Make the FDA a certifier of drug certifier


Establishing a group of nongovernmental drug-certifying bodies would encourage healthy competition for contracts from pharmaceutical companies developing new drugs. Such a free market proposition would create incentive to be thorough, accurate, expedient and cost-effective. And, unlike the FDA, the certifying bodies would be liable to litigation for negligence. While hired drug-certifying bodies would oversee the initial review and evaluation of proposed new drugs, the FDA would ultimately decide whether to certify a drug or not. But it would be expected to do so within a 90-day review period, and failure to respond in this timely manner would constitute automatic approval. Similarly, the FDA would have to provide a written explanation of why it has rejected an application, and drug companies would be able to appeal the FDA's decision through an independent committee of experts.

Draw on other countries

One of Klein and Tabarrok's primary suggestions for FDA reform is establishing drug-approval reciprocity with countries that have a proven record of approving safe drugs, such as most western European countries, Canada, Japan and Australia. This would help the U.S. to speed up the drug approval process, eliminate duplication and wasted resources, and focus, in a more expedient manner, on the review and investigation of new drug applications. Also, international reciprocity would eliminate the FDA's monopoly on drug approval by allowing U.S. drug companies to seek approval from drug authorities in partner countries.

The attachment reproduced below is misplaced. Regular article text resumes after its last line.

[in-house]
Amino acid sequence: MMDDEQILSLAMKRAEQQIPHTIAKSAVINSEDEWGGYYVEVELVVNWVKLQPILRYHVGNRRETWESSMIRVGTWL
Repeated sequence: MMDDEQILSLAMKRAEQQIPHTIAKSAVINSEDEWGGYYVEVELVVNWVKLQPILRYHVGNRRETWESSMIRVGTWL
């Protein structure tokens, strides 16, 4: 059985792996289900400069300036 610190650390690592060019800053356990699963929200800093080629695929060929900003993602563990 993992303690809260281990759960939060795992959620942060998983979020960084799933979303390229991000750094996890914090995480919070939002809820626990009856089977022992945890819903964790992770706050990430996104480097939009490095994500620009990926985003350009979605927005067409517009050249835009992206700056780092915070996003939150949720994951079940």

Refocus on drug safety only

Given the many off-label uses of FDA-approved drugs, which speaks to efficacy evaluation being performed by other institutions, why not focus strictly on proof of safety? "That would greatly expand the range of drugs developed (in particular for rare diseases), increase the speed with which they get to market, and significantly reduce costs and drug prices," suggest Klein and Tabarrok.

Make FDA approval optional

Klein and Tabarrok believe that when the FDA grants permission to allow drugs into the marketplace, it's not "approval" so much as the lifting of a ban, since anyone who uses, prescribes, produces or sells a drug prior to FDA approval is prosecuted under the full weight of federal law backing FDA policy. But why not make FDA drug testing and certification optional? Klein and Tabarrok suggest having in its place voluntary practices, individuals and institutions, such as reputation, knowers and middlemen, which assure quality and safety because it is profitable to satisfy the consumer and live up to one's promises. That would make the FDA only one of several certifying bodies specializing in testing drugs and medical devices.

Daniel Klein, Ph.D., is Associate Professor of Economics, Santa Clara University; Alex Tabarrok, Ph.D., is Research Director at The Independent Institute and Editor of Entrepreneurial Economics: Bright Ideas From The Dismal Science. To view their new web site, log on to